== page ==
Corban Wilkin: Illustrator

Being Busy

New Blood came down… and up went New Designers. After being told the night before that we had a spot at the show, we had one hour to set up our exhibition, which was to open at 9am. We managed it though, and it turned out to be a great show, thanks mainly to Shane Noonan, who fronted the effort. New Designers is a huge show set in an enormous, St. Pancras-like building, and it mainly showcases industrial design, interiors, and so on, but there was a small section tucked away at the back for us illustrators. That’s the end of exhibiton season for me.

More recently I’ve produced some illustration for London’s big youth magazine, LIVE, with controversial themes and a bright yellow colour scheme. They will be published alongside articles concerning piercings and growing up too fast. The Beauty of the Dead is finished and printed into a promo-book along with other stories. Above is one of my favourite panels from the comic, and you can view more at my portfolio.

Since then I’ve been drawing out a lot of science fiction stories, most of which have gone well, but none of which I have ‘typed up’ into finished artwork yet. I’ve been reading Isaac Asimov and also Kim Stanley Robinson’s Mars trilogy in between my scribblings, which offer great inspiration to the science-enthusiast in me. They, along with a great deal of non-fiction science reading, have borne the basis for quite a strong science fiction novel within me. Though I seem to be busy all the time, I hope to find some spare days to beginning drafting out my ideas.

Right now though, I’m working on the design and art for a new computer game. Can’t say too much yet, but it’s bound to be a challenging and exciting project.

Moving Forward

It’s been a while since I’ve posted since I haven’t had a great deal of news lately about the work I’m doing. Strangely this is the product of working very hard and consistently on a project! In this case it’s The Beauty of the Dead which is almost finished; I’m hoping to have it done today in fact. Above you can see my always-cluttered work-space as I finish inking the remaining pages, as well as photos from the New Blood exhibition, one of which shows members of the public apparently interested in my work (not family members planted there by me; I promise!)

The exhibition seems to have gone off without a hitch so far, and it comes down on Monday (4th July). After that it’s all comics all the time for me. I honestly have so many projects I want to pursue right now I don’t even know where to start, including a large-format sci-fi comic, redrafting a novel I’ve sketched about a homeless couple, starting a new one that’s been brewing in my mind for months now about a forbidden love in a modern war-time setting, starting several short-story ideas I have… The list goes on.

Does anyone else ever feel worried that their ideas will start to slip away from them somehow if they don’t grab them and do something with them right now? Does anyone ever feel as though they are pulsing with creative energy but that they have to bring it under control and let it burn slowly over the long period it takes to create comics (or any kind of art)? I hope so. I’m sure I’m not the only one!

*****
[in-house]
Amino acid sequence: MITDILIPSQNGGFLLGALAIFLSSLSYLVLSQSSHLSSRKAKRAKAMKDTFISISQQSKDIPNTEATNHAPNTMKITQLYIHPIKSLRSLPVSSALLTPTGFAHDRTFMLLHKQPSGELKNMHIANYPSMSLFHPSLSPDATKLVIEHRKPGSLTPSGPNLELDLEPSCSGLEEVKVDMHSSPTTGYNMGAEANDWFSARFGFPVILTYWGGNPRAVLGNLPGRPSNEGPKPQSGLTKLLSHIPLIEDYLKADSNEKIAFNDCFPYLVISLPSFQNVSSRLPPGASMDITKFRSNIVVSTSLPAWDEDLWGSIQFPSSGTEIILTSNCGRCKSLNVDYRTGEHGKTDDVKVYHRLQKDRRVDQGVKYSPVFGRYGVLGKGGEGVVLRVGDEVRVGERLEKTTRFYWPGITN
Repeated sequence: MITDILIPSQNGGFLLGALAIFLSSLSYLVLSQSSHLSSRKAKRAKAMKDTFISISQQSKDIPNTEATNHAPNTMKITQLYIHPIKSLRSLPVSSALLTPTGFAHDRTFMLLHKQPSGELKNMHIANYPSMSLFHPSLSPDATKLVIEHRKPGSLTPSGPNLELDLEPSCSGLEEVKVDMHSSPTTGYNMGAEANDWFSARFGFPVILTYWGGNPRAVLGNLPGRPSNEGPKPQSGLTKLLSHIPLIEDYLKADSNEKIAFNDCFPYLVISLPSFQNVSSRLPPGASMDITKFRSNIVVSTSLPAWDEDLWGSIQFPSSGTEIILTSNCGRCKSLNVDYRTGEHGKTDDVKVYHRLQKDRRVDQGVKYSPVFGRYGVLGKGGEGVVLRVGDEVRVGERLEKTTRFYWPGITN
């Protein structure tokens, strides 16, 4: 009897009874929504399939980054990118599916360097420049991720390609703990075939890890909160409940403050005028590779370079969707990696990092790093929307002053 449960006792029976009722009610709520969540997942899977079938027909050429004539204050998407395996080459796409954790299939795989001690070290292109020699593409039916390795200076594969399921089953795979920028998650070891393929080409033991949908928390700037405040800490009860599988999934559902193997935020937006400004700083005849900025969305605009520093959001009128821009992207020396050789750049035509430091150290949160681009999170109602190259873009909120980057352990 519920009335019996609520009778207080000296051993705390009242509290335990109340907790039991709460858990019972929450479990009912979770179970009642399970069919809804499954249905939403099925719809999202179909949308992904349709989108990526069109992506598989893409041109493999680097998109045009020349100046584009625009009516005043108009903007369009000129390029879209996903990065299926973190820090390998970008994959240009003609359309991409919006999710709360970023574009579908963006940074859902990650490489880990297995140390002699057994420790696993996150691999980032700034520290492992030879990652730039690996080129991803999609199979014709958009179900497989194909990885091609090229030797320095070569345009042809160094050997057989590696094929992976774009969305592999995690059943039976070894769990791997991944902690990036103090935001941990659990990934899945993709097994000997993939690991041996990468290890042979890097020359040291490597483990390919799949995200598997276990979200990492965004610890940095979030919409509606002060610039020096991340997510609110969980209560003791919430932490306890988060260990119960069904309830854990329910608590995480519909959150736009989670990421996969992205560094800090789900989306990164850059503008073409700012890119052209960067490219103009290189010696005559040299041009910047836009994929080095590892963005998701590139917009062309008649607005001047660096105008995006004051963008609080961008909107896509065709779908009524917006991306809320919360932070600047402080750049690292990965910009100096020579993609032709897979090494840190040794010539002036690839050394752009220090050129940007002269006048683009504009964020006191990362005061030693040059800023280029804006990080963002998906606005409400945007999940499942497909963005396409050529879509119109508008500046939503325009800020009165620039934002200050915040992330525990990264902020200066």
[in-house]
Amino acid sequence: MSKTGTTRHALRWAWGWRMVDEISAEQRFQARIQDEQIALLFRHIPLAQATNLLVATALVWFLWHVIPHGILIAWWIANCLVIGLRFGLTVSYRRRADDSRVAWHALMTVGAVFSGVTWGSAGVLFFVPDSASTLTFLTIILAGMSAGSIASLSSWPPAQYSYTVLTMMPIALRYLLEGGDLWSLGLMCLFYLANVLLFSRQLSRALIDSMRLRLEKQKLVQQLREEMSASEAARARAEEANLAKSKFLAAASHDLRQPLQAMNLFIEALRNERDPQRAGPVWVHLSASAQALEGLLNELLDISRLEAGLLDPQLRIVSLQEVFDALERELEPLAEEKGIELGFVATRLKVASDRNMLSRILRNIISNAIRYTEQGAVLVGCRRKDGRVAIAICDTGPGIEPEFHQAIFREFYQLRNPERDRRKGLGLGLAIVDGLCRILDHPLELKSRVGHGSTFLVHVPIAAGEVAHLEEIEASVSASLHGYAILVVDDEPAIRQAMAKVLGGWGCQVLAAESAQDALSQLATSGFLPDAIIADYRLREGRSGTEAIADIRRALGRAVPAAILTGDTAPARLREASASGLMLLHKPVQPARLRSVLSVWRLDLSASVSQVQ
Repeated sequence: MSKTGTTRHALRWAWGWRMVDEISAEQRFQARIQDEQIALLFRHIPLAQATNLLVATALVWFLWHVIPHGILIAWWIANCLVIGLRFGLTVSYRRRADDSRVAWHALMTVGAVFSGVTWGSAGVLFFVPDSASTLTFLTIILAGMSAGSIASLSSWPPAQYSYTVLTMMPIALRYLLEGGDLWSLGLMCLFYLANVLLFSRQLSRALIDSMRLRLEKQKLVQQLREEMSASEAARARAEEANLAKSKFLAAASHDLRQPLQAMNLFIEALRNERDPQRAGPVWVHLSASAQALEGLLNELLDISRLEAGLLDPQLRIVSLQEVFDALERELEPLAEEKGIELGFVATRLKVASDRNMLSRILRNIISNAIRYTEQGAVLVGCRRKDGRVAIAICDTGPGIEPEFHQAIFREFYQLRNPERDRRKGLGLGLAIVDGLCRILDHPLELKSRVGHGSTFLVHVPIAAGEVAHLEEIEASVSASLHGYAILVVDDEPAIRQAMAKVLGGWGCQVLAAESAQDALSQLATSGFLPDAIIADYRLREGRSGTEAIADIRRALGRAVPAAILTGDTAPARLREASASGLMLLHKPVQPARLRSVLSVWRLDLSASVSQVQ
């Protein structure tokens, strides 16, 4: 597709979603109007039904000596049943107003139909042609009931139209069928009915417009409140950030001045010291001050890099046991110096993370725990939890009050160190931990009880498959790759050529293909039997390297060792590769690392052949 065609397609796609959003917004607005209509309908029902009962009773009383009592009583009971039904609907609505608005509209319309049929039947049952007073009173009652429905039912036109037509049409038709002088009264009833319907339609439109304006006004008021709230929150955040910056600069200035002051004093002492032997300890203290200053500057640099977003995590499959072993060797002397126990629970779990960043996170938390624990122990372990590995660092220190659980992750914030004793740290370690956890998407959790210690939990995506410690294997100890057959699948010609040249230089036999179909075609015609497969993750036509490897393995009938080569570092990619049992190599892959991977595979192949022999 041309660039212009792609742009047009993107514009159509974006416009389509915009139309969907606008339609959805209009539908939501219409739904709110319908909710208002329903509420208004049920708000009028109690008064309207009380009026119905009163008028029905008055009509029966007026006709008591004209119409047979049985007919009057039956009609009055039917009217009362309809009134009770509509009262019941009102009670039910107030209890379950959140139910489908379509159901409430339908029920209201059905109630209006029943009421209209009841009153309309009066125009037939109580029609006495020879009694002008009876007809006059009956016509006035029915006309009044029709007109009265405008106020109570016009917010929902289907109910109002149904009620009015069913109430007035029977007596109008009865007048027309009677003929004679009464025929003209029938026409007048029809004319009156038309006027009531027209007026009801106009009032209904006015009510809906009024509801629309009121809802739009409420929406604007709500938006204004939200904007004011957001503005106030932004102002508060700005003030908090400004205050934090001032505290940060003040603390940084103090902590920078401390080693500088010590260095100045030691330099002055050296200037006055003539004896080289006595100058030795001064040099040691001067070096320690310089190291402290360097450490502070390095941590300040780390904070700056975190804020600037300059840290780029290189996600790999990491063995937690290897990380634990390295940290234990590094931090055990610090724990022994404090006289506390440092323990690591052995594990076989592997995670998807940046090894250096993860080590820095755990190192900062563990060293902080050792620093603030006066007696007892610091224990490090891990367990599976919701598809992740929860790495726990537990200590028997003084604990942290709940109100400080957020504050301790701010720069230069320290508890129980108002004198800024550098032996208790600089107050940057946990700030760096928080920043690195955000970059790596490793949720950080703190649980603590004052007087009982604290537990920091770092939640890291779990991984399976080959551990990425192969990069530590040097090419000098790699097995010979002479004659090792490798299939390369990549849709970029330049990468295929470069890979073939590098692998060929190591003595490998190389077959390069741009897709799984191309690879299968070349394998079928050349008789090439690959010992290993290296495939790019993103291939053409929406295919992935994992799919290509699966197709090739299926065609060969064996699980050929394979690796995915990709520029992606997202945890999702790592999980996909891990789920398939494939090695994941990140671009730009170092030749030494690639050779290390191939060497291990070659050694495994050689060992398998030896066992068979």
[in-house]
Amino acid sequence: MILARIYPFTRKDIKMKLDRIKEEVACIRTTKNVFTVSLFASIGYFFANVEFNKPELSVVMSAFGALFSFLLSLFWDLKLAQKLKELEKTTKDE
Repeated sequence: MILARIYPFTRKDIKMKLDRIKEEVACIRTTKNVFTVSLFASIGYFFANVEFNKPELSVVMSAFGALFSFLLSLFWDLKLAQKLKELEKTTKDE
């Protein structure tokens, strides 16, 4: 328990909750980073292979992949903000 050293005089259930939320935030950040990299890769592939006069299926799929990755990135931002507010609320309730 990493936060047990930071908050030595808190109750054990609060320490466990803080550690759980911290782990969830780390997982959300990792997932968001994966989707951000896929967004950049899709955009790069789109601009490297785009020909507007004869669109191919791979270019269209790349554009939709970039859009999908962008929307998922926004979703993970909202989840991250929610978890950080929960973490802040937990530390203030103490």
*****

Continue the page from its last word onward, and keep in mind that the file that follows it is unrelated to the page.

The Beauty of the Bates
June 11, 2011, 22:35
Filed under: my comics, the beauty of the dead | Tags: , , , ,

H.E. Bates, author of The Darling Buds of May and myriad other novels and short stories, is one of my favourite writers and a great inspiration in my own stories. He creates somber and beautiful little worlds, usually set in little English towns at the turn of the 20th century, and weaves some of the most real and emphatic characters I’ve found in fiction. He is also very strongly visual, and his descriptiveness can make his writing hard to digest at times. However, if we use images, visual description can communicate to a reader simply and instantly, making Bates’ style ideal for the comic-book form.

Hence, right now I’m designing a graphic adaptation of The Beauty of the Dead, a rather dark short story about an elderly woman lying on her death-bed with her husband ‘caring’ for her as the first snow of winter piles up outside. I first came across this story in a tiny library in the Suffolk countryside and I’ve since read it many times, gradually realising that I’d love to create my own interpretation of the story and really materialise the two characters. Additionally the book (The Beauty of the Dead and other stories) is long out of print and quite difficult to get hold of, and perhaps by presenting this story in a  new form I can make more people of aware of a fantastic piece of literature.

Over the last week I’ve been going through my extensive process of drafting the story into images, redrafting into a more streamlined sequence, and then going through and figuring out the design and rhythm of every page/spread, linking different parts together visually and making the design appropriate. Currently I’m working on what I suppose is the third draft, which involves quite fully realised pencil roughs, making sure that I know where everything goes within each panel and doing extensive reference drawing to make sure that everything can be drawn accurately.

Above are some character models which help me keep the characters consistent throughout the fifty-odd times I’ll be drawing each of them, along with some of the page plans which I have worked out for every spread.

Below you can see the opening paragraph of The Beauty of the Dead along with my first page of third-draft pencil roughs, which I will use as a guide for the finished artwork, which will be identical to the rough, but drawn much larger and more cleanly in ink.